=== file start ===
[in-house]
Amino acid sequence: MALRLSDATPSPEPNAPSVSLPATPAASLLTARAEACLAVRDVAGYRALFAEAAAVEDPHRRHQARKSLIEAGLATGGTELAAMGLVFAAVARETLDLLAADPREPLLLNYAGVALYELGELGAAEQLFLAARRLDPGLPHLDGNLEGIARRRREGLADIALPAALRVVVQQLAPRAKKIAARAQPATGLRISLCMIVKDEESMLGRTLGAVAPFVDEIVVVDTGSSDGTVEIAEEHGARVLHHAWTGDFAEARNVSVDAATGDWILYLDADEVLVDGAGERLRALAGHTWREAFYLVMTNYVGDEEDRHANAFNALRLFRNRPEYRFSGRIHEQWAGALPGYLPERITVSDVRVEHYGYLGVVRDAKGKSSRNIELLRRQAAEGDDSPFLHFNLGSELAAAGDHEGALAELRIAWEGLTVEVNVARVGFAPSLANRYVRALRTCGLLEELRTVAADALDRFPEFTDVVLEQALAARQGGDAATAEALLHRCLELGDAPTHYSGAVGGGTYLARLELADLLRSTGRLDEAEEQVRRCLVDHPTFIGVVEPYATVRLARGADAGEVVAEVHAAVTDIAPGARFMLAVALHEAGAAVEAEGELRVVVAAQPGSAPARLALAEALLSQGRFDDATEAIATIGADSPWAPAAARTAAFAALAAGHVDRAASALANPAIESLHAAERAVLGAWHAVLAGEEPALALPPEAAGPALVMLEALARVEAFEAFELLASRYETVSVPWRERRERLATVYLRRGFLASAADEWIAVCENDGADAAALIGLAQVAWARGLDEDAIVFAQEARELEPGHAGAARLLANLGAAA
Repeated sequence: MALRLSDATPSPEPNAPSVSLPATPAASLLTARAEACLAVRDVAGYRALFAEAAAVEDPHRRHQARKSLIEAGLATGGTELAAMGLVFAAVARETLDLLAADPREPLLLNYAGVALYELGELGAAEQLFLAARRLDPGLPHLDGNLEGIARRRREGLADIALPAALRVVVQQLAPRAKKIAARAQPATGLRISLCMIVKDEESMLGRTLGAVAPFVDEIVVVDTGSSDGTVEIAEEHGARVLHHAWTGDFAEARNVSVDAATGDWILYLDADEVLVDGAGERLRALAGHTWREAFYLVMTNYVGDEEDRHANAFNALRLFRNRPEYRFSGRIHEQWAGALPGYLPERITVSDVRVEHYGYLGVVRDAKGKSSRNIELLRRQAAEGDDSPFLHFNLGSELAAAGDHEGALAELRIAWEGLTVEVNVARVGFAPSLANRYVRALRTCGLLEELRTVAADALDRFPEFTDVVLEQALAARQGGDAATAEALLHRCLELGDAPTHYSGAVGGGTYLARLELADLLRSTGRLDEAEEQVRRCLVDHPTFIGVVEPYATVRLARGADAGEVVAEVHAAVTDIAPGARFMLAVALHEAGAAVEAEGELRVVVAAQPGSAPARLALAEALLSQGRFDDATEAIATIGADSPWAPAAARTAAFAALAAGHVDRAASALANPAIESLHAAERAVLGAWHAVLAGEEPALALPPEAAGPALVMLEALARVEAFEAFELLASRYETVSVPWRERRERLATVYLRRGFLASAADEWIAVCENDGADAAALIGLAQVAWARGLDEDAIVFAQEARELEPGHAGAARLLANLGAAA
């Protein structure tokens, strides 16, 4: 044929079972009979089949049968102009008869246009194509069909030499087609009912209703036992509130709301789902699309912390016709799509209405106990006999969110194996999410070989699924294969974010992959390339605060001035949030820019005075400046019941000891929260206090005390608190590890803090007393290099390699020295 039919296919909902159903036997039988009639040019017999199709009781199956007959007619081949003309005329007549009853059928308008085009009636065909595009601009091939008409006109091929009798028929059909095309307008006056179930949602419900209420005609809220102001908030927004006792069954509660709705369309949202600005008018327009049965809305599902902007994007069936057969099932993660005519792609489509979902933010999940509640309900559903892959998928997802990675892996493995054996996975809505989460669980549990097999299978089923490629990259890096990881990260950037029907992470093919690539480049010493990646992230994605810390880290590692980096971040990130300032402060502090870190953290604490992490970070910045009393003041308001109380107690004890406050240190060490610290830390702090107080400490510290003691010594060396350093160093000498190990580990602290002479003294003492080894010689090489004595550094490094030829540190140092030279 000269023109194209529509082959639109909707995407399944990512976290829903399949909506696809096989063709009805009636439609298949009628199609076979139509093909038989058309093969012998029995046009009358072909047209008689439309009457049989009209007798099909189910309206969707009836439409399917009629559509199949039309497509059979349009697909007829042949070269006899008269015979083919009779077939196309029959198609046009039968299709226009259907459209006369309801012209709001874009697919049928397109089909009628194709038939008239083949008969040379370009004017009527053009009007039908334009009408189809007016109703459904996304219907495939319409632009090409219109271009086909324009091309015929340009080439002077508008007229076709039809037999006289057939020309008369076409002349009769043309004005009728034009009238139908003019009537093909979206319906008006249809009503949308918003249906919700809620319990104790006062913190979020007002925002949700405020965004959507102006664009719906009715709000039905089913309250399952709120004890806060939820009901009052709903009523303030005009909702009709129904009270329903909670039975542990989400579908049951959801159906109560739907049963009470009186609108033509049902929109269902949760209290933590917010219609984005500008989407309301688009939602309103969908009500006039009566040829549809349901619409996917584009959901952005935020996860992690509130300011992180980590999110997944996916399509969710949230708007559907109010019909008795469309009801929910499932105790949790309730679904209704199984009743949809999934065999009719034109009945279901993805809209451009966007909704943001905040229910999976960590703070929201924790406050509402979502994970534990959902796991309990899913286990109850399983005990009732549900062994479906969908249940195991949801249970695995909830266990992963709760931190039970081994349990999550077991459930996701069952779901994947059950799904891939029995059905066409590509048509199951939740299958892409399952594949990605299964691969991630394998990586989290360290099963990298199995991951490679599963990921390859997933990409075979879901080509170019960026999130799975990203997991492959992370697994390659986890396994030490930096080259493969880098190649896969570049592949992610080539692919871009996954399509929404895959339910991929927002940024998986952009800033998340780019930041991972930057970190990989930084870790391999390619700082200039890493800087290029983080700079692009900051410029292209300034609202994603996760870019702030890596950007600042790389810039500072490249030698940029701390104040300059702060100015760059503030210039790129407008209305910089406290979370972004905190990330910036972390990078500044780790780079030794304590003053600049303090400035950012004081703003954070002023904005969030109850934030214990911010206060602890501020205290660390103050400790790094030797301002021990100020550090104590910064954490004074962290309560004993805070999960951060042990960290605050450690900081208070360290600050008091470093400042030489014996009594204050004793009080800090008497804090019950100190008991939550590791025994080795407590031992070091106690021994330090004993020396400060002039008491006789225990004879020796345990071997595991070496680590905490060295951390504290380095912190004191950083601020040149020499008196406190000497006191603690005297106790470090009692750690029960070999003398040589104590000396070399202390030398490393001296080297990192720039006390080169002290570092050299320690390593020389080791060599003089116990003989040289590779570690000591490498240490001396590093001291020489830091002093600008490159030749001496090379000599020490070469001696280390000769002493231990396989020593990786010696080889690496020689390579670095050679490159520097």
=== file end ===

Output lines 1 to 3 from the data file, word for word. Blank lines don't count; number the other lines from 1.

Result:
[in-house]
Amino acid sequence: MALRLSDATPSPEPNAPSVSLPATPAASLLTARAEACLAVRDVAGYRALFAEAAAVEDPHRRHQARKSLIEAGLATGGTELAAMGLVFAAVARETLDLLAADPREPLLLNYAGVALYELGELGAAEQLFLAARRLDPGLPHLDGNLEGIARRRREGLADIALPAALRVVVQQLAPRAKKIAARAQPATGLRISLCMIVKDEESMLGRTLGAVAPFVDEIVVVDTGSSDGTVEIAEEHGARVLHHAWTGDFAEARNVSVDAATGDWILYLDADEVLVDGAGERLRALAGHTWREAFYLVMTNYVGDEEDRHANAFNALRLFRNRPEYRFSGRIHEQWAGALPGYLPERITVSDVRVEHYGYLGVVRDAKGKSSRNIELLRRQAAEGDDSPFLHFNLGSELAAAGDHEGALAELRIAWEGLTVEVNVARVGFAPSLANRYVRALRTCGLLEELRTVAADALDRFPEFTDVVLEQALAARQGGDAATAEALLHRCLELGDAPTHYSGAVGGGTYLARLELADLLRSTGRLDEAEEQVRRCLVDHPTFIGVVEPYATVRLARGADAGEVVAEVHAAVTDIAPGARFMLAVALHEAGAAVEAEGELRVVVAAQPGSAPARLALAEALLSQGRFDDATEAIATIGADSPWAPAAARTAAFAALAAGHVDRAASALANPAIESLHAAERAVLGAWHAVLAGEEPALALPPEAAGPALVMLEALARVEAFEAFELLASRYETVSVPWRERRERLATVYLRRGFLASAADEWIAVCENDGADAAALIGLAQVAWARGLDEDAIVFAQEARELEPGHAGAARLLANLGAAA
Repeated sequence: MALRLSDATPSPEPNAPSVSLPATPAASLLTARAEACLAVRDVAGYRALFAEAAAVEDPHRRHQARKSLIEAGLATGGTELAAMGLVFAAVARETLDLLAADPREPLLLNYAGVALYELGELGAAEQLFLAARRLDPGLPHLDGNLEGIARRRREGLADIALPAALRVVVQQLAPRAKKIAARAQPATGLRISLCMIVKDEESMLGRTLGAVAPFVDEIVVVDTGSSDGTVEIAEEHGARVLHHAWTGDFAEARNVSVDAATGDWILYLDADEVLVDGAGERLRALAGHTWREAFYLVMTNYVGDEEDRHANAFNALRLFRNRPEYRFSGRIHEQWAGALPGYLPERITVSDVRVEHYGYLGVVRDAKGKSSRNIELLRRQAAEGDDSPFLHFNLGSELAAAGDHEGALAELRIAWEGLTVEVNVARVGFAPSLANRYVRALRTCGLLEELRTVAADALDRFPEFTDVVLEQALAARQGGDAATAEALLHRCLELGDAPTHYSGAVGGGTYLARLELADLLRSTGRLDEAEEQVRRCLVDHPTFIGVVEPYATVRLARGADAGEVVAEVHAAVTDIAPGARFMLAVALHEAGAAVEAEGELRVVVAAQPGSAPARLALAEALLSQGRFDDATEAIATIGADSPWAPAAARTAAFAALAAGHVDRAASALANPAIESLHAAERAVLGAWHAVLAGEEPALALPPEAAGPALVMLEALARVEAFEAFELLASRYETVSVPWRERRERLATVYLRRGFLASAADEWIAVCENDGADAAALIGLAQVAWARGLDEDAIVFAQEARELEPGHAGAARLLANLGAAA